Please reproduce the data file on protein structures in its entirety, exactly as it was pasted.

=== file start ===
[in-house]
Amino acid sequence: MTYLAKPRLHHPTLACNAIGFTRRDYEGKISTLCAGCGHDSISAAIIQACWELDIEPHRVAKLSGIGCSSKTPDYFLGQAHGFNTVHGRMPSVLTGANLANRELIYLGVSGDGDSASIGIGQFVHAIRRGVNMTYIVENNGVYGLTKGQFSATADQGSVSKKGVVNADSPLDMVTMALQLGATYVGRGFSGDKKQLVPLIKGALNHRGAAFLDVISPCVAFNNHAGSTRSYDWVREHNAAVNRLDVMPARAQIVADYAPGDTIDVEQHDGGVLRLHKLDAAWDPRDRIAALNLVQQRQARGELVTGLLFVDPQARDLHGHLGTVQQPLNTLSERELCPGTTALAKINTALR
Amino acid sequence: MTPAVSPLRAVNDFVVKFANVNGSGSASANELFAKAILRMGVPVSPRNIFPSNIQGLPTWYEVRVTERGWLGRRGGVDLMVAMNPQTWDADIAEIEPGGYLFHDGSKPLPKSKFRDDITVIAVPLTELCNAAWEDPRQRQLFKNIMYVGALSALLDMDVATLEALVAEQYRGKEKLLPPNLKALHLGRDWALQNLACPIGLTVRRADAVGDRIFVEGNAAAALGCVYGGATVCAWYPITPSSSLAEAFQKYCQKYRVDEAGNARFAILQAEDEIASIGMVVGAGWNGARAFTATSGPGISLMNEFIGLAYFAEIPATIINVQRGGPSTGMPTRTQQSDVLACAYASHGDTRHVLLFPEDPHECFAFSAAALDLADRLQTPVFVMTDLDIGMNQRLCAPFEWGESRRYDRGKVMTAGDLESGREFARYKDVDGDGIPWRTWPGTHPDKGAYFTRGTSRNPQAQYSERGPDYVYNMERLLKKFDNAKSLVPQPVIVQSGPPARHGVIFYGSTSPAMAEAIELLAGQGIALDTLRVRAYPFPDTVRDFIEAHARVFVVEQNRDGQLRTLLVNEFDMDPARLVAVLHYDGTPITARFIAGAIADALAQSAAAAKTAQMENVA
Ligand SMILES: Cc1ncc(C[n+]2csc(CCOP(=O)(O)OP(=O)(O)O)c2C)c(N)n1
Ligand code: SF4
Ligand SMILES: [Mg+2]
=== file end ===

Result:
[in-house]
Amino acid sequence: MTYLAKPRLHHPTLACNAIGFTRRDYEGKISTLCAGCGHDSISAAIIQACWELDIEPHRVAKLSGIGCSSKTPDYFLGQAHGFNTVHGRMPSVLTGANLANRELIYLGVSGDGDSASIGIGQFVHAIRRGVNMTYIVENNGVYGLTKGQFSATADQGSVSKKGVVNADSPLDMVTMALQLGATYVGRGFSGDKKQLVPLIKGALNHRGAAFLDVISPCVAFNNHAGSTRSYDWVREHNAAVNRLDVMPARAQIVADYAPGDTIDVEQHDGGVLRLHKLDAAWDPRDRIAALNLVQQRQARGELVTGLLFVDPQARDLHGHLGTVQQPLNTLSERELCPGTTALAKINTALR
Amino acid sequence: MTPAVSPLRAVNDFVVKFANVNGSGSASANELFAKAILRMGVPVSPRNIFPSNIQGLPTWYEVRVTERGWLGRRGGVDLMVAMNPQTWDADIAEIEPGGYLFHDGSKPLPKSKFRDDITVIAVPLTELCNAAWEDPRQRQLFKNIMYVGALSALLDMDVATLEALVAEQYRGKEKLLPPNLKALHLGRDWALQNLACPIGLTVRRADAVGDRIFVEGNAAAALGCVYGGATVCAWYPITPSSSLAEAFQKYCQKYRVDEAGNARFAILQAEDEIASIGMVVGAGWNGARAFTATSGPGISLMNEFIGLAYFAEIPATIINVQRGGPSTGMPTRTQQSDVLACAYASHGDTRHVLLFPEDPHECFAFSAAALDLADRLQTPVFVMTDLDIGMNQRLCAPFEWGESRRYDRGKVMTAGDLESGREFARYKDVDGDGIPWRTWPGTHPDKGAYFTRGTSRNPQAQYSERGPDYVYNMERLLKKFDNAKSLVPQPVIVQSGPPARHGVIFYGSTSPAMAEAIELLAGQGIALDTLRVRAYPFPDTVRDFIEAHARVFVVEQNRDGQLRTLLVNEFDMDPARLVAVLHYDGTPITARFIAGAIADALAQSAAAAKTAQMENVA
Ligand SMILES: Cc1ncc(C[n+]2csc(CCOP(=O)(O)OP(=O)(O)O)c2C)c(N)n1
Ligand code: SF4
Ligand SMILES: [Mg+2]